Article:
Each boat has a similar list of storage and winterization tasks, but each boat is different too. To prepare for winter storage, I collected information from Columbia Yacht Club members, fellow sailors in the yacht yard, the yacht yard manager, and the Internet. The Mad Mariner featured a winterization series of articles that was very helpful. I also learn quite a bit from Practical Sailor and the Yanmar engine manual. What got me started was a bit of advice from Wayne, a harbor neighbor, whom we had first met in Leland, MI on Windstar. Wayne suggested that I hire a mechanic for an hour to show me what is to be done and how to do it. This I did and it was an hour that saved me days of time later.
I still was very worried about winterizing the sea water system and changing the oil on the engine. As the mechanic showed me, I must run the engine without the benefit of a large lake providing cooling water. Instead of the lake, I must use a bucket and garden hose. The very thought frightened me to death. It had to be done for two reasons. First, the oil must be warm before it could be pumped out and new oil replaced. The engine would have to run for about 5 minutes to get it to operating temperature. Second, antifreeze must be sucked into the system so that it would not freeze in the subzero temperatures of a Chicago winter.
I went to the yard, climbed into Speakeasy, exposed the engine compartment, and studied the hoses until I knew what each one did. I followed each hose from intake to output--fuel, "fresh" water (coolant), hot water, exhaust, and sea water. I removed the intake hose from the sea strainer and rigged a second hose from it to my bucket. I prepared the garden hose with water from the yard's supply. I practiced how I would start the engine by sticking my head through the starboard hatch where I could reach the binnacle where the starter switch and kill pull were located. I went through starting and stopping in my head. I set a timer so I'd know when to stop the engine. Finally, it was time to do it. I turned the key, pushed the switch, and then opened the garden spigot. I looked carefully for signs that the water was diminishing in the bucket. Yes! Yes, water was being sucked from the bucket through the engine. I knew it was alright, but the 5 minutes of running the engine from a bucket were agony.
I purchased a small pump prepelled from a drill to get the old oil out of the engine block. After a few false steps in which I pump little but air, I got the hang of it an empty most of the oil from the engine. I changed the oil filter, and filled the the engine with fresh oil. I started the engine once again to pump the oil through the engine and then topped it off with more fresh oil.
I needed to start the engine one more time to suck RV antifreeze into the sea water hoses. For this step, I needed a helper to watch the output on the port quarter. Fortunately, there is always a friend at the yard. I was especially lucky because Wild Thyme was right next to Speakeasy and her owner, Wally, was busy installer her storage cover. Wild Thyme is a Catalina 30 that spent the summer tied to a mooring ball just next to Speakeasy in Monroe Harbor. The two boats knew each other well. I poured a couple gallones of pink RV antifreeze in my bucket and started the engine. I watched the fluid decrease in the bucket until I heard Wally yell--pink fluid was coming out of the exhaust port. I killed the engine. That was that. The engine wouldn't be started again until spring.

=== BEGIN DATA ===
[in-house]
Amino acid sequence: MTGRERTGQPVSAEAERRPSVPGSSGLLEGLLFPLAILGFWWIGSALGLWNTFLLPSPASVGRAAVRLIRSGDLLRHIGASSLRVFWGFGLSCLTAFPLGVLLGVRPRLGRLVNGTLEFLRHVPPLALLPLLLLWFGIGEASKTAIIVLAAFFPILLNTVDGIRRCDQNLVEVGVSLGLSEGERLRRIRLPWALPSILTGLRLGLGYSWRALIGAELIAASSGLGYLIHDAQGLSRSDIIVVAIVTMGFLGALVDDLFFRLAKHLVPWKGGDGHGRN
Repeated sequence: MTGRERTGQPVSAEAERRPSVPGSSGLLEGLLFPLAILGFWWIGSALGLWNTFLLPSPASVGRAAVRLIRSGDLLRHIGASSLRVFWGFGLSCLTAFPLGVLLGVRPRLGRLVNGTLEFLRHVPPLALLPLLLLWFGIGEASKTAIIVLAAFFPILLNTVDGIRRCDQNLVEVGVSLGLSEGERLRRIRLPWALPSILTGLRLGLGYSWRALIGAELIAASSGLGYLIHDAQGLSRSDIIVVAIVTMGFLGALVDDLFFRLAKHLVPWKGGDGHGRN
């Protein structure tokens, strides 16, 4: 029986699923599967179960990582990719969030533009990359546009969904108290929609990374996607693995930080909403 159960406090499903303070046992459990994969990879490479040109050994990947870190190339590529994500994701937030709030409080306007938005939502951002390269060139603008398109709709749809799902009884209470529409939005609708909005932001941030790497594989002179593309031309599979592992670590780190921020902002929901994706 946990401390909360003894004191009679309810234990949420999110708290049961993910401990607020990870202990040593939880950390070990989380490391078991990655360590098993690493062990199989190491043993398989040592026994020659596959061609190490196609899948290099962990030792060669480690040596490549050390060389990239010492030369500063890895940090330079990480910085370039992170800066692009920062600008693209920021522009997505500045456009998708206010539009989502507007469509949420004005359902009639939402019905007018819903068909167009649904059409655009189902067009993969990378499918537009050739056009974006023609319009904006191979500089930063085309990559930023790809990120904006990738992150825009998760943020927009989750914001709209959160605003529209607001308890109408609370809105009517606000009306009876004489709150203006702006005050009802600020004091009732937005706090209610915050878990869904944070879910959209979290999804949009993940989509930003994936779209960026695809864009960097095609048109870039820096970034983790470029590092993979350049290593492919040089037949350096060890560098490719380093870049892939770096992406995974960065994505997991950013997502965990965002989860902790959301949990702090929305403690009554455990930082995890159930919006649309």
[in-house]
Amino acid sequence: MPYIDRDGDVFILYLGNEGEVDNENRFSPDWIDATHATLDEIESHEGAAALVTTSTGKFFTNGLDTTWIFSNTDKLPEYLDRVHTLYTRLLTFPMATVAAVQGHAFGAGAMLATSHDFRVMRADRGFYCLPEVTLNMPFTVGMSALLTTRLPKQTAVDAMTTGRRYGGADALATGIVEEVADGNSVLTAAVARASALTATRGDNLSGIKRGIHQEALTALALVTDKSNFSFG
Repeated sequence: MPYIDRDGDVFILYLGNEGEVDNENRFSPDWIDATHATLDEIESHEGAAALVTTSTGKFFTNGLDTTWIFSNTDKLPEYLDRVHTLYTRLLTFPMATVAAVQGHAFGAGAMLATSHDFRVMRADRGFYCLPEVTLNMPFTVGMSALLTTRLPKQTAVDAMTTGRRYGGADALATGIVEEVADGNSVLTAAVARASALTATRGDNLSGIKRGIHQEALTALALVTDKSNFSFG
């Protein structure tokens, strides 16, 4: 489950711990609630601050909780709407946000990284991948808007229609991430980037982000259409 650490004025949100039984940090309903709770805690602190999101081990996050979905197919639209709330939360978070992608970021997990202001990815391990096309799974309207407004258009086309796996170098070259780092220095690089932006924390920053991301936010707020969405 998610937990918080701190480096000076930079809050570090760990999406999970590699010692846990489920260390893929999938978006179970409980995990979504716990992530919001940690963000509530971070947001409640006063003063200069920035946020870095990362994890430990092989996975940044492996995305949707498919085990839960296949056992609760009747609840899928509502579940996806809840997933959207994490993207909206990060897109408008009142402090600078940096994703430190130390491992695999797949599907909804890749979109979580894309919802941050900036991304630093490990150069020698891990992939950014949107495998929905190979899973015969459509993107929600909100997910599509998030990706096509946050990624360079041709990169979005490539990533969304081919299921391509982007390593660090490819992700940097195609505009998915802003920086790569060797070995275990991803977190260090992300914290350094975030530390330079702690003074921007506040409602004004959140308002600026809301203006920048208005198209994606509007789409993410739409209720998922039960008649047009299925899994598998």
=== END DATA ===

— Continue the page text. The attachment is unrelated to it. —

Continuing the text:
My mechanic suggested that I put a couple gallons of RV antifreeze in each of the two water tanks and pump it through each of the faucets--galley, head, and swim platform. I had read that one didn't want the smell of RV antifreeze in the hot water tank in in the spring, so I attempted to bypass the tank by removing an intake hose and plunging bungs into the openings. This was an utter failure. All I managed to do was fill the bilge with antifreeze as it sprayed out of the the hoses. I set this job aside for a couple weeks until Beth returned from Switzerland where she was working. We decided to bypass the tank next year. This year, we would make sure the hoses were filled with antifreeze. I replaced the hoses to the water heater and began the pump. We checked each faucet to make sure it ran pink.
Finally, I tacked the head. Previously, we had flushed the holding tank with fresh water a few times during out final pump out of the season. Since then, the head hadn't been used. During our final cruise to the yard, we used a bucket instead of our fine toilet. Again, I followed the advice of my mechanic. I drained the fluid from the commode, catching it in newspaper. Once I cleaned the area and replaced the valve, I poured RV antifreeze in the bowl and pumped it through the hoses to the hold tank.
The last chore was to get a cover on Speakeasy. We were having the local sailmaker create a canvas cover for her. The alternatives were to have the yard shrink plastic over her or rig rectangles of canvas over her. Canvas covers are expensive, but they last many years and there is no plastic to add to the trash stream each spring.
I took a deep breath and hoped that Speakeasy would be fine over the cold, windy, snowy winter.